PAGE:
|William L. Driver|
| File:WLDriver.png |
Driver at Washburn, c. 1912
|Born||November 7, 1883|
|Died||November 29, 1941 (aged 58)|
Tulare County, California
|Head coaching record|
|Accomplishments and honors|
1 TIAA (1920)
1 SWC (1920)
William Lloyd Driver (November 7, 1883 – November 29, 1941) was an American football and basketball coach. He served as the head football coach at Washburn University from 1911 to 1912, at the University of Mississippi (Ole Miss) from 1913 to 1914, at Texas Christian University (TCU) from 1920 to 1921, at the Northern Branch of the College of Agriculture—now University of California, Davis—from 1923 to 1917, and at Loyola College of Los Angeles—now Loyola Marymount University—in 1929, compiling a career college football record of 58–45–7. Driver was also the head basketball coach at Texas A&M University, TCU, and Cal Aggies, tallying a career college basketball mark of 67–56.
Driver was born in Missouri in 1883. He died in California in 1941.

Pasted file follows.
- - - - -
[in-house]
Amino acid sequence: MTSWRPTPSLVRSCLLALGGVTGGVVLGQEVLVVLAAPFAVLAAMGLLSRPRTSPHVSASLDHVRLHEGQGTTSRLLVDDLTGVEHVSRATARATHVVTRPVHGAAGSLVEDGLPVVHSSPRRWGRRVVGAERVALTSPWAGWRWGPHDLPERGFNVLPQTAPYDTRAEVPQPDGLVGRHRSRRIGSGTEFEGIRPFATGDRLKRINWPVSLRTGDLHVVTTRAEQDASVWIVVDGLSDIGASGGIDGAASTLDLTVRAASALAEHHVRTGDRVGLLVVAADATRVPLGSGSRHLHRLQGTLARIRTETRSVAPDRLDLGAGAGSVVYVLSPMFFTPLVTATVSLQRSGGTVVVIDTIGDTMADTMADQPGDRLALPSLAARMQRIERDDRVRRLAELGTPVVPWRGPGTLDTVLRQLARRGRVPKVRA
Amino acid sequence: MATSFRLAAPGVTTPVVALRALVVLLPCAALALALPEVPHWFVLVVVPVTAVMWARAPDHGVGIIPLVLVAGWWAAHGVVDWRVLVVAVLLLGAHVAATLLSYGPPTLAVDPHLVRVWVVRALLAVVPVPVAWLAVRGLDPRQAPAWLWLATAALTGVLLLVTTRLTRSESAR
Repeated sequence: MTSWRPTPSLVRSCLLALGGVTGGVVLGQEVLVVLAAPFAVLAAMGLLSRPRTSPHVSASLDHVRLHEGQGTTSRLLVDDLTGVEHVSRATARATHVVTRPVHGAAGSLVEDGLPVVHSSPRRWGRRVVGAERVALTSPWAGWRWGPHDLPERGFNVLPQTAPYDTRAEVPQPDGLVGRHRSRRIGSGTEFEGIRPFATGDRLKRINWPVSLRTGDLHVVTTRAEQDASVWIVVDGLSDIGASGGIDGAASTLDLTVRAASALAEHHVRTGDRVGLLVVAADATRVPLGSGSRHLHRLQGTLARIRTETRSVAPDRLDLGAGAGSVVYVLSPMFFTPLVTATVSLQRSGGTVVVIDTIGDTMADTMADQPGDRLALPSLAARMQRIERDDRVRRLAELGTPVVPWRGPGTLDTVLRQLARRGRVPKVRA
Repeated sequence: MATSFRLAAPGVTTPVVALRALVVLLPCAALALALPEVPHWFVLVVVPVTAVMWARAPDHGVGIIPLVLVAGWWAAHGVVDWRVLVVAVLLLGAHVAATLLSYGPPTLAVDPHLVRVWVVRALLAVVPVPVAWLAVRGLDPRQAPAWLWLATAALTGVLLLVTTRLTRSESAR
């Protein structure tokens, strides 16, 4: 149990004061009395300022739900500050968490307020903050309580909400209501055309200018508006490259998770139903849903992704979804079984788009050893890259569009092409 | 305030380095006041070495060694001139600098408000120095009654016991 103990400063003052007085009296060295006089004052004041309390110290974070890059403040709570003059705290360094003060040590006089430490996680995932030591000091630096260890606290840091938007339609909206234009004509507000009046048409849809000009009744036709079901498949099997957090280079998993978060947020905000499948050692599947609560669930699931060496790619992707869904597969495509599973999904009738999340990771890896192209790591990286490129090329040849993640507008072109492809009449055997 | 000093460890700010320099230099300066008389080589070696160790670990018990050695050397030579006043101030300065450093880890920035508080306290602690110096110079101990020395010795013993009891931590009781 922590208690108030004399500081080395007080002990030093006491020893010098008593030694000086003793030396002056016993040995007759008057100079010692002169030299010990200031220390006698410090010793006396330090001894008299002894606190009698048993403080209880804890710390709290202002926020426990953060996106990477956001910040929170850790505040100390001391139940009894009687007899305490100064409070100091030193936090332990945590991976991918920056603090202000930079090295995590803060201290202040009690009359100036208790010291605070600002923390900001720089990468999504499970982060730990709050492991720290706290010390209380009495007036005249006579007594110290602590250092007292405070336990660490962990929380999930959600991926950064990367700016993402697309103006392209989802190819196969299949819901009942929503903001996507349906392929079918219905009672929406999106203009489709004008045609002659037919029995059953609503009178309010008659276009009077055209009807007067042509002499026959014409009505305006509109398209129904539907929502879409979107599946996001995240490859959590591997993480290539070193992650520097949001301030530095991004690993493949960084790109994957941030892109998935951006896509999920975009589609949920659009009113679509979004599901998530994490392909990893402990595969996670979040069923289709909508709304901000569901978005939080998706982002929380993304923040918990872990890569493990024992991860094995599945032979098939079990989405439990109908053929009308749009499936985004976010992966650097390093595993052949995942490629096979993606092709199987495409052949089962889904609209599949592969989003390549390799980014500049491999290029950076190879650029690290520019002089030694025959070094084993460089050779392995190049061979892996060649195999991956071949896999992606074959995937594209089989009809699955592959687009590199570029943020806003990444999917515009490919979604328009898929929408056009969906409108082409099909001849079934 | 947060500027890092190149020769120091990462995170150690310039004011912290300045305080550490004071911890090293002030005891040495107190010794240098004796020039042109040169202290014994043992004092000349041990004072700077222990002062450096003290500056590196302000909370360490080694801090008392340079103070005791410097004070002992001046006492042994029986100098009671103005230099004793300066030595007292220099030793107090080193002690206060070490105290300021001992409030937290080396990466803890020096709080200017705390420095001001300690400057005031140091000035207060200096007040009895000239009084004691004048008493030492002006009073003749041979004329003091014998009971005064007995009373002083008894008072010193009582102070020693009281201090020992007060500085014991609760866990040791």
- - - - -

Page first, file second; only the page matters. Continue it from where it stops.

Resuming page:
At Washburn, Driver was the 12th head football coach and athletic director; he held that position for two seasons, from 1911 until 1912. His overall coaching record was 8–8–1. This ranks him 17th in terms of total wins and 19th in terms of winning percentage.
From 1913 to 1914, he coached at Mississippi, where he compiled an 11–7–2 record. From 1920 to 1921, he coached at TCU, where he compiled a 15–4–1 season. That total included a 9–1 season in 1920. From 1923 to 1927, he coached at UC Davis and compiled an 18–23–3 record.
Between 1917 and 1920 he coached basketball at Texas A&M where he compiled an overall record of 42–13. In 1919–20, his team won the Southwest Conference championship.
Head coaching record
|Washburn Ichabods (Kansas College Athletic Conference) (1911–1912)|
|Ole Miss Rebels (Southern Intercollegiate Athletic Association) (1913–1914)|
|TCU Horned Frogs (Texas Intercollegiate Athletic Association) (1920–1921)|
|1920||TCU||9–1||3–0||1st||L Fort Worth Classic|
|Cal Aggies (Independent) (1923–1924)|
|Cal Aggies (Far Western Conference) (1925–1927)|
|Loyola Lions (Independent) (1929)|
|†Indicates BCS bowl, Bowl Alliance or Bowl Coalition game.|